Tanna says that older customers are less hospitable to female technicians, something that Dwyer-Owens got a hint of in her own home: At the episode's start, her husband said that he expected tension resulting from his wife's gender when she worked these technical jobs.

But Dwyer-Owens says that she wants more women to be able to make a living off of "working with their hands" -- if that's what they want. And she makes that desire the focal point of the program's final chapter -- the reveal. She tells the employees that she was in fact not a contestant on a reality show featuring career changes but rather one that disguises the CEO.

In talking to her compadre, Tanna, Dwyer-Owens tells her that she wants her help in launching an apprenticeship program for women. Dwyer-Owens ponies up $5,000 for the program. But she also gives Tanna $10,000 for each of her children to start a college fund, so Tanna can spend time at home without picking up a second job.

Dwyer-Owens also shows a desire to grow her employees in her dealings with Jake, the 20-year old. She gives him a new truck, and tells him that she wants him to start a new franchise for Ground Guy.

Dwyer-Owens also accepts the criticism from Wayne over compensation, and says it will be adjusted. She gives Wayne $20,000 for a down payment on his home.

Where she is less generous is with Brock. She urges him to give the 14-step model a try. The only gift that she has for him is a gift certificate so that he can brand his truck with a decal. Not quite a life-changer, but also not a pink slip for the man who dismissed the company ethic right to the CEO's face.



Next: Hotelier Becomes Benefactor For Medical Bills On 'Undercover Boss' Premiere



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Rachel

Dina Dwyer-Owens' role was that of an actress, nothing more. She claims in her speeches that she has faith-based values; yet, she turns a blind eye when her franchisees engage in fraudulent activity and the customer reaches out to corporate for help. Even the president of Mr. Rooter Corporation (Mrs. Rooter) was caught in intentional lies to the homeowner (proof of that is on the internet) and wouldn't admit it or offer any apology - no remorse. The president of Mr. Rooter Corporation can't even keep her story straight. She refuses to engage in any written communication. The president of Mr. Rooter claims that having "conversation" is important, but she is the one who dominates any phone conversation and proceeds to interrupt and talk over the other party on the line; thus, it isn't really a conversation is it? Wouldn't that violate their Code of Values? Ahhh….Yes, it would. The president of Mr. Rooter Corporation's only concern was ensuring the the franchisee and its parent company wouldn't have to part with any money that wasn't legitimately earned. Mr. Rooter Plumbing of Pittsburgh, Mr. Rooter Corporation, and The Dwyer Group are guilty of high pressure, misleading sales tactics, fraud, and breech of contract. I have created a youtube video with links to my blog and my mother's blog stating facts and our conclusions based on the factual events presented, as well as provided supporting media. We have nothing to hide, but they definitely do.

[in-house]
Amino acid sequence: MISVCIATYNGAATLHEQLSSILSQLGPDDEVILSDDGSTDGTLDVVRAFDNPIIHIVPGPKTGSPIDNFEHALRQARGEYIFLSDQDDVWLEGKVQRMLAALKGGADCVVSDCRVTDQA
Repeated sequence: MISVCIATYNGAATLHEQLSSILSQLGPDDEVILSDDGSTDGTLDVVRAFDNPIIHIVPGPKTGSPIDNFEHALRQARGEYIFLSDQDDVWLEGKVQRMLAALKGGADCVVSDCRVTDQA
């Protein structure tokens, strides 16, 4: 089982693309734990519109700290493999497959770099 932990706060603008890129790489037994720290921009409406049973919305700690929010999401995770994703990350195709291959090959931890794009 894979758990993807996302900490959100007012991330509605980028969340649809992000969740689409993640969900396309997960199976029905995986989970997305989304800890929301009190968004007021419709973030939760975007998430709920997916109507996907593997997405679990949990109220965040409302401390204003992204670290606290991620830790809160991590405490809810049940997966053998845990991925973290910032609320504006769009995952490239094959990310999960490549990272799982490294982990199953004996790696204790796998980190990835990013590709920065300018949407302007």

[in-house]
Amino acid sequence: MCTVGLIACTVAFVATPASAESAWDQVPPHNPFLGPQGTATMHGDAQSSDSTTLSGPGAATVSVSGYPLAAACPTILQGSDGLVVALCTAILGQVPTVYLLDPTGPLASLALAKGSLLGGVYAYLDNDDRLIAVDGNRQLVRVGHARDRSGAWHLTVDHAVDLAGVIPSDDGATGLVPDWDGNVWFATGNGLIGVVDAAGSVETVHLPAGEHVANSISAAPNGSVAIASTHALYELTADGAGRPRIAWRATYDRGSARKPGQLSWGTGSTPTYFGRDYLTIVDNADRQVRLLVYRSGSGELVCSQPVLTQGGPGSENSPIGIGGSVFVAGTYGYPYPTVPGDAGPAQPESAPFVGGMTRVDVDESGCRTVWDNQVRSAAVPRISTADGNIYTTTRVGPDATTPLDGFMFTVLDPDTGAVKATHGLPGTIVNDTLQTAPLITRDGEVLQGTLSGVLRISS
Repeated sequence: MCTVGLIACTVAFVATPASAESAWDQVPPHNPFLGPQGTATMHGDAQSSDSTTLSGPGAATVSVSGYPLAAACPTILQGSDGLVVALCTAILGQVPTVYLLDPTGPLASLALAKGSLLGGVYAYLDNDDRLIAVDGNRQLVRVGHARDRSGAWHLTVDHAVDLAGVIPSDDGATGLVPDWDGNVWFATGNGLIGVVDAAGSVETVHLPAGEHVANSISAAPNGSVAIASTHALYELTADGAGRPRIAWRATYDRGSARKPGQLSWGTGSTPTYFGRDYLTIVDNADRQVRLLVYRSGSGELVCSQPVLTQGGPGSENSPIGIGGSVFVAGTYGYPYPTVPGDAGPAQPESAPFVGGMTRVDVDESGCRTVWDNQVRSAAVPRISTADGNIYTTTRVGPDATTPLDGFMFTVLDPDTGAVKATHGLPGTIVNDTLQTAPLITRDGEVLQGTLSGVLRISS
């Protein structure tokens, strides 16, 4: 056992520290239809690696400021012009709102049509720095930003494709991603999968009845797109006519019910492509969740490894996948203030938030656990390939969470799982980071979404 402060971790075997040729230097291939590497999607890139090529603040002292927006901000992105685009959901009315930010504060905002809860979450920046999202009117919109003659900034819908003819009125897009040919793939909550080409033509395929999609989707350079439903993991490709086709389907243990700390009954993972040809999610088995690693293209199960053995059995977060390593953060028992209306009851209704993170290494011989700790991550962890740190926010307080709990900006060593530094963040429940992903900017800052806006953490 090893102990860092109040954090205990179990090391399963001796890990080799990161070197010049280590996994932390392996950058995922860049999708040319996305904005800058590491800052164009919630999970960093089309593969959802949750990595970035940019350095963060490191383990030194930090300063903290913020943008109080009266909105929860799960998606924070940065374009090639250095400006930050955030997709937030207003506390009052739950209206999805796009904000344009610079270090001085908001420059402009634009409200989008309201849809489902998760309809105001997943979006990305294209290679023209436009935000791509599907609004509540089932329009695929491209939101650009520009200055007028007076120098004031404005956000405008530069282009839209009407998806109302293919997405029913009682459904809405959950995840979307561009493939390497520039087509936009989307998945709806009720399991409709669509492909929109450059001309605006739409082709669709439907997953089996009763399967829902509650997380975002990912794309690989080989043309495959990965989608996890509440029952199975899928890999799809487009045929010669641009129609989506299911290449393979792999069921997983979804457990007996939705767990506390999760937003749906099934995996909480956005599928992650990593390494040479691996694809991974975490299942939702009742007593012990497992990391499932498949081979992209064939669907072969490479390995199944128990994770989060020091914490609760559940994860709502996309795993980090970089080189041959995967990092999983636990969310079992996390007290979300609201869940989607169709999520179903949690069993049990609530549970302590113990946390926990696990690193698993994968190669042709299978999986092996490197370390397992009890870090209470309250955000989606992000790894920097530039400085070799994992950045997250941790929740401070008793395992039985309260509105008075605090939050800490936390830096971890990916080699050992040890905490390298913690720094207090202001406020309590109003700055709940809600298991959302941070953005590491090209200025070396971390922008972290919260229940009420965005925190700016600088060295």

If you were lucky enough to have them "solve" your problem with whatever repair you probably didn't need, then congratulations! If you want to used them again, by all means go right ahead.

If you experienced a similar situation (should be more than just price gouging…even we knew we would pay more with a national chain, but we expected to be dealing with professional plumbers not just salesman diagnosing our issues *in PA, you don't have to be licensed and can work as a plumber if you work for a master plumber…the owner is the only one that has to be licensed and he was never at the job site* nor did we expect our problem to exist after forking over $19,500 and it be solved at no charge by the sewage authority!!!!!), I would submit your situation to your local Attorney General (check applicable laws). Multiple complaints may garner the attention of your local Attorney General and inspire action to help protect consumers.

They should not be allowed to get away with this kind of unethical behavior. Corruption is present throughout the entire organization!! While they employ a great number of people, if they are getting their money illegally defrauding people, do we need that kind of organization around?

No!!!!!!!

November 07 2012 at 7:37 PM Report abuse rate up rate down Reply
BRAD & WILLERS

NOW, THIS IS THE KIND OF THING WE SHOULD BE HEARING ON THE NET. WHAT A WONDERFUL CEO THIS WOMAN IS. WE HAVE A COMPANY NEAR US HERE IN CANTON, OHIO. IT IS CALLED SMUCKERS. AND THAT IS THE KIND OF PEOPLE WHO WORK AT SMUCKERS FROM THE TOP ALL THE WAY DOWN TO THE BOTTOM. THEY ARE ALL IMPORTANT. THANK YOU

January 24 2012 at 10:46 AM Report abuse -1 rate up rate down Reply
kangel9949